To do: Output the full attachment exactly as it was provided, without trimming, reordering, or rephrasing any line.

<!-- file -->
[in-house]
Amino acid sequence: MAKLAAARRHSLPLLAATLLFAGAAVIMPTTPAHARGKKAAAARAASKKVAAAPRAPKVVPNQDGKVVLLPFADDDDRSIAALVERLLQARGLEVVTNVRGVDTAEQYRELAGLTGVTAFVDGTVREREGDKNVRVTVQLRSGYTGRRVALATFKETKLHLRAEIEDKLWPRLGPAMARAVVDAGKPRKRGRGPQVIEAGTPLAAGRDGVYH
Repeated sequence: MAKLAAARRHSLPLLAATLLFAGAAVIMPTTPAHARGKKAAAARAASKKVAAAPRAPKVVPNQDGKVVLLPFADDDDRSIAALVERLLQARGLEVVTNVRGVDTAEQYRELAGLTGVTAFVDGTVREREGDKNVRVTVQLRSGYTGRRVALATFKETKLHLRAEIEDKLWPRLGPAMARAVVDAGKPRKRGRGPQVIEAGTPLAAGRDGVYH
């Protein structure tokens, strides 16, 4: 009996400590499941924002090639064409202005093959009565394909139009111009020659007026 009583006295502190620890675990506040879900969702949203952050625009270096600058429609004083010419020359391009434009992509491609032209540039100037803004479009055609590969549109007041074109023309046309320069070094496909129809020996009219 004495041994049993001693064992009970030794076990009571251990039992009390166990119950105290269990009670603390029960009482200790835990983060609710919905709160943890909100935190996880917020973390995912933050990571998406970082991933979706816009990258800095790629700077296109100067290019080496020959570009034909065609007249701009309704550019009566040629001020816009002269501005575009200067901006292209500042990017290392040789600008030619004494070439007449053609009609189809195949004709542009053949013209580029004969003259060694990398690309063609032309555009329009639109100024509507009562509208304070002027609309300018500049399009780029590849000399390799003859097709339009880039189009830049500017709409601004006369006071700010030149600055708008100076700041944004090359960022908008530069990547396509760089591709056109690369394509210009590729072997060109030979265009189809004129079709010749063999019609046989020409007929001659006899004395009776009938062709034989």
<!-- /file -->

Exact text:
[in-house]
Amino acid sequence: MAKLAAARRHSLPLLAATLLFAGAAVIMPTTPAHARGKKAAAARAASKKVAAAPRAPKVVPNQDGKVVLLPFADDDDRSIAALVERLLQARGLEVVTNVRGVDTAEQYRELAGLTGVTAFVDGTVREREGDKNVRVTVQLRSGYTGRRVALATFKETKLHLRAEIEDKLWPRLGPAMARAVVDAGKPRKRGRGPQVIEAGTPLAAGRDGVYH
Repeated sequence: MAKLAAARRHSLPLLAATLLFAGAAVIMPTTPAHARGKKAAAARAASKKVAAAPRAPKVVPNQDGKVVLLPFADDDDRSIAALVERLLQARGLEVVTNVRGVDTAEQYRELAGLTGVTAFVDGTVREREGDKNVRVTVQLRSGYTGRRVALATFKETKLHLRAEIEDKLWPRLGPAMARAVVDAGKPRKRGRGPQVIEAGTPLAAGRDGVYH
């Protein structure tokens, strides 16, 4: 009996400590499941924002090639064409202005093959009565394909139009111009020659007026 009583006295502190620890675990506040879900969702949203952050625009270096600058429609004083010419020359391009434009992509491609032209540039100037803004479009055609590969549109007041074109023309046309320069070094496909129809020996009219 004495041994049993001693064992009970030794076990009571251990039992009390166990119950105290269990009670603390029960009482200790835990983060609710919905709160943890909100935190996880917020973390995912933050990571998406970082991933979706816009990258800095790629700077296109100067290019080496020959570009034909065609007249701009309704550019009566040629001020816009002269501005575009200067901006292209500042990017290392040789600008030619004494070439007449053609009609189809195949004709542009053949013209580029004969003259060694990398690309063609032309555009329009639109100024509507009562509208304070002027609309300018500049399009780029590849000399390799003859097709339009880039189009830049500017709409601004006369006071700010030149600055708008100076700041944004090359960022908008530069990547396509760089591709056109690369394509210009590729072997060109030979265009189809004129079709010749063999019609046989020409007929001659006899004395009776009938062709034989």